“Terrorism is only as important as you let it be,” wrote syndicated columnist Gwynne Dyer last week. She has a point in arguing that nations should keep this problem in perspective. Yet there is one situation where it is almost impossible for policymakers to overreact: terrorists possessing unconventional weapons.
“Unless the world community acts decisively and with great urgency, it is more likely than not that a weapon of mass destruction will be used in a terrorist attack somewhere in the world by the end of 2013,” states a report to be issued later this week by the Commission on the Prevention of Weapons of Mass Destruction and Terrorism, a Congressionally sponsored panel. “America’s margin of safety is shrinking, not growing.”
The margin is shrinking because there are more and more sources of plutonium, uranium, microbes, and chemicals. Nonetheless, it’s not easy for nonstate actors to obtain these dangerous materials. Once they get them, however, the odds shift dramatically in their favor. On a typical day, people successfully smuggle 21,000 pounds of cocaine and marijuana into the United States. On a typical day, 31,000 trucks, 6,500 rail cars, 1,200 buses, 50,000 cargo containers, and 334,000 cars cross into America. On a typical day, 134,000 pedestrians enter our country legally and another 14,500 people do so illegally. How can we be confident that, in the midst of all this traffic and over the course of decades, we will be able to find every disassembled nuke, softball of uranium, orange of plutonium, canister of germs, and container of chemicals? We may catch shipments now and then, but all it takes is one failure to change the course of history.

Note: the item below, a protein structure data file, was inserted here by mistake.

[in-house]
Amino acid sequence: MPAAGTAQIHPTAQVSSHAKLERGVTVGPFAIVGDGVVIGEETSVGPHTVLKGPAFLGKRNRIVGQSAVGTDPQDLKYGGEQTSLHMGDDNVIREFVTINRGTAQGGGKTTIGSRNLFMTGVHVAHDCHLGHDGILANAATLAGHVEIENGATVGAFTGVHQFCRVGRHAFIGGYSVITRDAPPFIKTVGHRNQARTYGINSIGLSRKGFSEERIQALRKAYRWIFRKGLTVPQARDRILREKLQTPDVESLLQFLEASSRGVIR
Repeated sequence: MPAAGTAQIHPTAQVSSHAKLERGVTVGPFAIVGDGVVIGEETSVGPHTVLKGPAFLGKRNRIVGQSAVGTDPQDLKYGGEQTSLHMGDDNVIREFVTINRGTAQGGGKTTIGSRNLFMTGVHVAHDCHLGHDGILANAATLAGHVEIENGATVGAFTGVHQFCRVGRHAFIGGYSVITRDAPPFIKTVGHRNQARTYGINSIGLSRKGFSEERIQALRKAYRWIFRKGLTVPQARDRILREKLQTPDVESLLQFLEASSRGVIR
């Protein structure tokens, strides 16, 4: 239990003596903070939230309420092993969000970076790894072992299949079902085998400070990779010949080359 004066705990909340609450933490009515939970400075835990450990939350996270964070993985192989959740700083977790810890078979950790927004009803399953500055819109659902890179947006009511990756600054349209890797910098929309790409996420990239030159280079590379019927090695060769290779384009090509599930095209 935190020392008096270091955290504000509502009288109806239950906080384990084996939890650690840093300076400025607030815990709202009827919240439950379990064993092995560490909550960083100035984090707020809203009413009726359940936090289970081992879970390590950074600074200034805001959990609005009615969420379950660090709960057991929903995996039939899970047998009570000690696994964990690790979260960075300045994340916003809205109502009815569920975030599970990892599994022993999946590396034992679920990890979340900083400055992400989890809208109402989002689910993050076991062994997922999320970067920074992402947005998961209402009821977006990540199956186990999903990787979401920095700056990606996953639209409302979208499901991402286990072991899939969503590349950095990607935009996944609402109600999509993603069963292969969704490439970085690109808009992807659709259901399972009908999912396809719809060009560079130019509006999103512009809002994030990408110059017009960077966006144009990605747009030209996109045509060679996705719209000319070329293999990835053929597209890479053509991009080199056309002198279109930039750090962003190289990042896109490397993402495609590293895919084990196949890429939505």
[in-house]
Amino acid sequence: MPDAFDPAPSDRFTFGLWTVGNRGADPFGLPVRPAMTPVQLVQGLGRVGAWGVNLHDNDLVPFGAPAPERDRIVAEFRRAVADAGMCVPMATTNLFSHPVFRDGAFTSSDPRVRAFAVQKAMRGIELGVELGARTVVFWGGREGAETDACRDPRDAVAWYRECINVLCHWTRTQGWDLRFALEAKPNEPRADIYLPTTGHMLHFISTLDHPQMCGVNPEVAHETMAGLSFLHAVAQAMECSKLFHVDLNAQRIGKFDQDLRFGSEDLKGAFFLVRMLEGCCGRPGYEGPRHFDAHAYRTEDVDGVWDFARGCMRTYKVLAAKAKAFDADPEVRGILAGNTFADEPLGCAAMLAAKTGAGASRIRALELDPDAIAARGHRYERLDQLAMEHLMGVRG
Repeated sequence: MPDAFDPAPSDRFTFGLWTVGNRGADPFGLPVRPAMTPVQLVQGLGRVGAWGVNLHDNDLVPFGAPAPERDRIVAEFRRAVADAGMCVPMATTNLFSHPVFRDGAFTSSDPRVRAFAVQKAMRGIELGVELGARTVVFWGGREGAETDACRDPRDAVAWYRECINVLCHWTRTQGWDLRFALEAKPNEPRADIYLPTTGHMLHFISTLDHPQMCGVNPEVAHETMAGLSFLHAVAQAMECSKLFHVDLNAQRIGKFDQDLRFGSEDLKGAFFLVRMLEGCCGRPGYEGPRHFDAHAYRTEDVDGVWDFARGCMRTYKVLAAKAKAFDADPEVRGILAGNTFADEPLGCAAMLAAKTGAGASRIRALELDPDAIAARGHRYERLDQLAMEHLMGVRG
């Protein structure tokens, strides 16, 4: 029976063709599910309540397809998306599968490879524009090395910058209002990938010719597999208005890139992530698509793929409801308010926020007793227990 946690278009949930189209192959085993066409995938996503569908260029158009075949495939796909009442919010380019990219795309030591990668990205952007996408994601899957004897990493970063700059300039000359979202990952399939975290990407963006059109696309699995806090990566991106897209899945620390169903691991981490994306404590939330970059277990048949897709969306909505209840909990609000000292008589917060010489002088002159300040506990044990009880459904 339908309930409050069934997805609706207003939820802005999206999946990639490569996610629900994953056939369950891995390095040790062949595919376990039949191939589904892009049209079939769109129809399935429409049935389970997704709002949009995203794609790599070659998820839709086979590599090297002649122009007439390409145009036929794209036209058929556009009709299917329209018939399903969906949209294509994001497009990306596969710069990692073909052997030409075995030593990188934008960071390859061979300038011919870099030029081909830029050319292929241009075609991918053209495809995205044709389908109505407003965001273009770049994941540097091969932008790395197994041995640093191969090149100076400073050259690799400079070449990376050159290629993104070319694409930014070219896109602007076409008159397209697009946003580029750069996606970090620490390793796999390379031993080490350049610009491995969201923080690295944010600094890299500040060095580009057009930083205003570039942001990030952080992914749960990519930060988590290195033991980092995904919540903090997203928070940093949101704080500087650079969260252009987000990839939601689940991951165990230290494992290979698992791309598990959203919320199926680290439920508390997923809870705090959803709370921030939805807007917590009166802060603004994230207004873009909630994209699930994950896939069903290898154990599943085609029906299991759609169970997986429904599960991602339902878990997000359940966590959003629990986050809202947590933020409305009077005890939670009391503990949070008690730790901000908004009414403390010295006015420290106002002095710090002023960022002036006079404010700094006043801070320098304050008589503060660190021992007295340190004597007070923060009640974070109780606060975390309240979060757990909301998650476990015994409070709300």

If we are going to avoid history of this sort, we will have to pursue, capture, and kill terrorists with greater efficiency and speed than we do at present. Yet far more important, we need to go after dangerous states, the parties supplying lethal materials. We must, for instance, disarm North Korea, stop Iran and Syria, and stabilize Pakistan. And to do that, we have no choice but to summon the political will to end Russian and Chinese proliferation of nuclear technologies.
President Bush, following on the initiatives of his predecessor, has tried to enlist the support of Moscow and Beijing in stopping the spread of weapons of mass destruction. Unfortunately, Dubya has ended up tolerating their grossly destructive behavior while obtaining little in return. If President-elect Obama cannot do significantly better, the odds say we will transition to an unimaginably horrible world.